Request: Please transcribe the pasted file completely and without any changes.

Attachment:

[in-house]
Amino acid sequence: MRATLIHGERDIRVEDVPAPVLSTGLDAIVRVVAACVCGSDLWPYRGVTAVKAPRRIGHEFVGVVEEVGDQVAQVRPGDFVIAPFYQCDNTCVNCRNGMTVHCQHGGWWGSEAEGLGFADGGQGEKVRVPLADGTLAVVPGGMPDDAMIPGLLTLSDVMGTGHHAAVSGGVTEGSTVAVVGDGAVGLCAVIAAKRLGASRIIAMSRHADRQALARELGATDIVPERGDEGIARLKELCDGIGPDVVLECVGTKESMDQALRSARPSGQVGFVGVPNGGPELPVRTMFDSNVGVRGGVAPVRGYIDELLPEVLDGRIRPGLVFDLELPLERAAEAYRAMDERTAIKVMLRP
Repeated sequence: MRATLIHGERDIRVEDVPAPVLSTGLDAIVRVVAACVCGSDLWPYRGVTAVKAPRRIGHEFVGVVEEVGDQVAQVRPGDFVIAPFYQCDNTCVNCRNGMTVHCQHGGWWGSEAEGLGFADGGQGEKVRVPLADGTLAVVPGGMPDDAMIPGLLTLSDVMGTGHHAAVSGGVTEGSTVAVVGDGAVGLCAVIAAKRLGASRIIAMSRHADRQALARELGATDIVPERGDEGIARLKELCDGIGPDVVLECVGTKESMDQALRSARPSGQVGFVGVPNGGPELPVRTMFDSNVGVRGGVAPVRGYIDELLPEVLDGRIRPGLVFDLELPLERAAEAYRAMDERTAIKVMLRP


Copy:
[in-house]
Amino acid sequence: MRATLIHGERDIRVEDVPAPVLSTGLDAIVRVVAACVCGSDLWPYRGVTAVKAPRRIGHEFVGVVEEVGDQVAQVRPGDFVIAPFYQCDNTCVNCRNGMTVHCQHGGWWGSEAEGLGFADGGQGEKVRVPLADGTLAVVPGGMPDDAMIPGLLTLSDVMGTGHHAAVSGGVTEGSTVAVVGDGAVGLCAVIAAKRLGASRIIAMSRHADRQALARELGATDIVPERGDEGIARLKELCDGIGPDVVLECVGTKESMDQALRSARPSGQVGFVGVPNGGPELPVRTMFDSNVGVRGGVAPVRGYIDELLPEVLDGRIRPGLVFDLELPLERAAEAYRAMDERTAIKVMLRP
Repeated sequence: MRATLIHGERDIRVEDVPAPVLSTGLDAIVRVVAACVCGSDLWPYRGVTAVKAPRRIGHEFVGVVEEVGDQVAQVRPGDFVIAPFYQCDNTCVNCRNGMTVHCQHGGWWGSEAEGLGFADGGQGEKVRVPLADGTLAVVPGGMPDDAMIPGLLTLSDVMGTGHHAAVSGGVTEGSTVAVVGDGAVGLCAVIAAKRLGASRIIAMSRHADRQALARELGATDIVPERGDEGIARLKELCDGIGPDVVLECVGTKESMDQALRSARPSGQVGFVGVPNGGPELPVRTMFDSNVGVRGGVAPVRGYIDELLPEVLDGRIRPGLVFDLELPLERAAEAYRAMDERTAIKVMLRP